Can someone please disambiguate class attributes and methods for C++? I was under the impression that attribute means any member variable, and method means any member function.


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    Attributes = somewhat used but informal terminology. – Jon Aug 16 '13 at 21:25
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    I wouldn't use the term attributes in C++ that way, since the name attributes now refers to a 100% completely unrelated part of the language. – Mooing Duck Aug 16 '13 at 21:46
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    I don't think it's incorrect, as in "one may not use these words", or as in "they don't hold that meaning in C++". However, the word attribute is being used since C++11 for something else. As long as you're being clear enough in your terms usage, and you don't stay too far away from existing terminologies, that should not be an issue. – didierc Aug 16 '13 at 21:47

Define "correct".

Referring to data members and member functions as "attributes/properties" and "methods", respectively, is common practice - it's the general OO wording. ("attributes" are used in C++ for something else, though, so this may very well be a source of confusion.)

The C++ standard, however, does not use these terms (apart from attributes of course, as explained above). If you don't want to risk anything and always be correct, use "data members" and "member functions".

But if you only want to explain C++ to a Java programmer, you may get away with "property" and "method" in the beginning.

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    I would call it incorrect. This is not the same case as method and member function, as there is a concept that is named attribute in the C++ standard. That is, if you talk about method in C++, people know that method has no meaning in C++ and they will default to the OO term. If you use attribute in a C++ conversation many people will interpret that you are talking about attributes as per the standard. – David Rodríguez - dribeas Aug 16 '13 at 21:56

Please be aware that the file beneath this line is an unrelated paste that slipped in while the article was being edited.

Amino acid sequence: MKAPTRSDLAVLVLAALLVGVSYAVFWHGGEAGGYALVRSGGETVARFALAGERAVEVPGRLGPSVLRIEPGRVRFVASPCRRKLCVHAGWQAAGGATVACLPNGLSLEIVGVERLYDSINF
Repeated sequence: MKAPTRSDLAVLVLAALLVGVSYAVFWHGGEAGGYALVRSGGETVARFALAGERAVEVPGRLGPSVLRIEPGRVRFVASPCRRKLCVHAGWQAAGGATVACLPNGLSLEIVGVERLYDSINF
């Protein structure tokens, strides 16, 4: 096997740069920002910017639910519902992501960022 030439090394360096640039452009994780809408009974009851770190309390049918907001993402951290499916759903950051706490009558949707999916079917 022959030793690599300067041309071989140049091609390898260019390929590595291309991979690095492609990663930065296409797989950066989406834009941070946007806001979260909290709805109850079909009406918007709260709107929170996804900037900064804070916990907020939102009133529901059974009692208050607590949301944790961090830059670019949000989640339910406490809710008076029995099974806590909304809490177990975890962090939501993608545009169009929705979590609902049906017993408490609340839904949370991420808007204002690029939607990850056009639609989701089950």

• @DavidRodríguez-dribeas So, basically, this. (Again, I am not suggesting that using the general terms would be superior to those in the Standard, maybe I should have emphasized this better.) – user529758 Aug 16 '13 at 21:57
  • Yes, I had not read that comment. – David Rodríguez - dribeas Aug 16 '13 at 21:59
  • Class members are not variables. You may want to replace "member variable" by "data member". – Johannes Schaub - litb Aug 16 '13 at 22:00
  • @DavidRodríguez-dribeas I had a feeling that "attribute" is not the best word to use anyway... To be honest, I wasn't, however, aware of the fact that standard C++ terminology includes this term. – user529758 Aug 16 '13 at 22:01

I would not do that. While it can be understood in the general context of OO, it will be confusing in C++ as attribute has a precise definition in the standard, that is not that of data member.


A class' attributes would translate to its members. A method is not the same as a member function in general. But "In object-oriented programming, a method is a subroutine (or procedure) associated with a class." - Wikipedia.

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    A method is always associated with a class (although in C++ it is more common to use the word member function). – Jesse Good Aug 16 '13 at 21:28
  • You are right if we are speaking in OO speak. – Pierre-Antoine LaFayette Aug 16 '13 at 21:29
  • @Pierre-AntoineLaFayette: Do you know a "speak" (in the context of compsci langauges) where "method" means something else? – Mooing Duck Aug 16 '13 at 21:53
  • @MooingDuck I was referring to the generic mathematical / scientific definition of "method". – Pierre-Antoine LaFayette Aug 16 '13 at 22:20

In common words, an attribute describes something, "One of the attributes of this car is that it's quite long", or "one of the attributes of the giant panda is it's striking black and white colours".

I XML, attributes are used to add extra information in a tag, e.g <species id=3212>Ailuropoda melanoleuca<common_name>Giant Panda</common_name></species> - id is an attribute, Ailuropoda melanoleuca is a value, common_name a tag within species.

But I call the variables in a class "member variables", and functions in a class "member function" or "method".

  • true, "attribute", is commonly associated in english with "characteristic", or "trait" (another word with a specific meaning in C++). – didierc Aug 16 '13 at 21:53

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